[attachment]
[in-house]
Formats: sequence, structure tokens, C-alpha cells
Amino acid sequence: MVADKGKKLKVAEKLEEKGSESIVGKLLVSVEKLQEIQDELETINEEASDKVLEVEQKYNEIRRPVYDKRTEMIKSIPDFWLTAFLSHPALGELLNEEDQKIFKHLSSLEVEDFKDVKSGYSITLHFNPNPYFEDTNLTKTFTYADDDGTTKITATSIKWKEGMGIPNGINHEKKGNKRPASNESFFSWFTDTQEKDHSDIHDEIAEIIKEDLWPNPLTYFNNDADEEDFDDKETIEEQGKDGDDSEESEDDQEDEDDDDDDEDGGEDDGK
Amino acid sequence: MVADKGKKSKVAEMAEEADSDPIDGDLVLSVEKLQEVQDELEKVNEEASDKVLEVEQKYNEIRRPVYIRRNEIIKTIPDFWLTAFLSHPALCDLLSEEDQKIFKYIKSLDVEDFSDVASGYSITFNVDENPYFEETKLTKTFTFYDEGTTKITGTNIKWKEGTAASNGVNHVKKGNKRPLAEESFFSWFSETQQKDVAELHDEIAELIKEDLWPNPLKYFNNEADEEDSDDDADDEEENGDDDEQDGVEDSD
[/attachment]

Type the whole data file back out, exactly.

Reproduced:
[in-house]
Formats: sequence, structure tokens, C-alpha cells
Amino acid sequence: MVADKGKKLKVAEKLEEKGSESIVGKLLVSVEKLQEIQDELETINEEASDKVLEVEQKYNEIRRPVYDKRTEMIKSIPDFWLTAFLSHPALGELLNEEDQKIFKHLSSLEVEDFKDVKSGYSITLHFNPNPYFEDTNLTKTFTYADDDGTTKITATSIKWKEGMGIPNGINHEKKGNKRPASNESFFSWFTDTQEKDHSDIHDEIAEIIKEDLWPNPLTYFNNDADEEDFDDKETIEEQGKDGDDSEESEDDQEDEDDDDDDEDGGEDDGK
Amino acid sequence: MVADKGKKSKVAEMAEEADSDPIDGDLVLSVEKLQEVQDELEKVNEEASDKVLEVEQKYNEIRRPVYIRRNEIIKTIPDFWLTAFLSHPALCDLLSEEDQKIFKYIKSLDVEDFSDVASGYSITFNVDENPYFEETKLTKTFTFYDEGTTKITGTNIKWKEGTAASNGVNHVKKGNKRPLAEESFFSWFSETQQKDVAELHDEIAELIKEDLWPNPLKYFNNEADEEDSDDDADDEEENGDDDEQDGVEDSD